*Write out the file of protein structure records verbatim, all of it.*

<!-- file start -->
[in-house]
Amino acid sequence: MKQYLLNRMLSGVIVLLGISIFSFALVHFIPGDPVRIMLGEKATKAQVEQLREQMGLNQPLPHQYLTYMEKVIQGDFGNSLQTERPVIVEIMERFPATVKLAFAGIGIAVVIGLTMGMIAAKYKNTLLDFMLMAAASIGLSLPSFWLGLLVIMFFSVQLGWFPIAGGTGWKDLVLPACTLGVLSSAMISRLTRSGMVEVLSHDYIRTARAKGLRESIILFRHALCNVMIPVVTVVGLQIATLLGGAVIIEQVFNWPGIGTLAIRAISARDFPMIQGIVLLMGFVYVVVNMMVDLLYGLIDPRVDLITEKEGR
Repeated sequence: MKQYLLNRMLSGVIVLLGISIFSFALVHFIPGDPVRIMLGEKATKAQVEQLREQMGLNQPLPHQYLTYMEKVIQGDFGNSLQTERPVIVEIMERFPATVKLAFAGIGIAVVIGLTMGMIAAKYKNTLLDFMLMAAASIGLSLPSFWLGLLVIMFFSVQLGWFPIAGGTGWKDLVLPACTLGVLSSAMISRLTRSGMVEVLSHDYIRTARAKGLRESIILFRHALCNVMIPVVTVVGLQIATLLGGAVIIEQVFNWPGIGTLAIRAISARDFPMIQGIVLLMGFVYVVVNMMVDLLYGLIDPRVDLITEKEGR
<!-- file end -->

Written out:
[in-house]
Amino acid sequence: MKQYLLNRMLSGVIVLLGISIFSFALVHFIPGDPVRIMLGEKATKAQVEQLREQMGLNQPLPHQYLTYMEKVIQGDFGNSLQTERPVIVEIMERFPATVKLAFAGIGIAVVIGLTMGMIAAKYKNTLLDFMLMAAASIGLSLPSFWLGLLVIMFFSVQLGWFPIAGGTGWKDLVLPACTLGVLSSAMISRLTRSGMVEVLSHDYIRTARAKGLRESIILFRHALCNVMIPVVTVVGLQIATLLGGAVIIEQVFNWPGIGTLAIRAISARDFPMIQGIVLLMGFVYVVVNMMVDLLYGLIDPRVDLITEKEGR
Repeated sequence: MKQYLLNRMLSGVIVLLGISIFSFALVHFIPGDPVRIMLGEKATKAQVEQLREQMGLNQPLPHQYLTYMEKVIQGDFGNSLQTERPVIVEIMERFPATVKLAFAGIGIAVVIGLTMGMIAAKYKNTLLDFMLMAAASIGLSLPSFWLGLLVIMFFSVQLGWFPIAGGTGWKDLVLPACTLGVLSSAMISRLTRSGMVEVLSHDYIRTARAKGLRESIILFRHALCNVMIPVVTVVGLQIATLLGGAVIIEQVFNWPGIGTLAIRAISARDFPMIQGIVLLMGFVYVVVNMMVDLLYGLIDPRVDLITEKEGR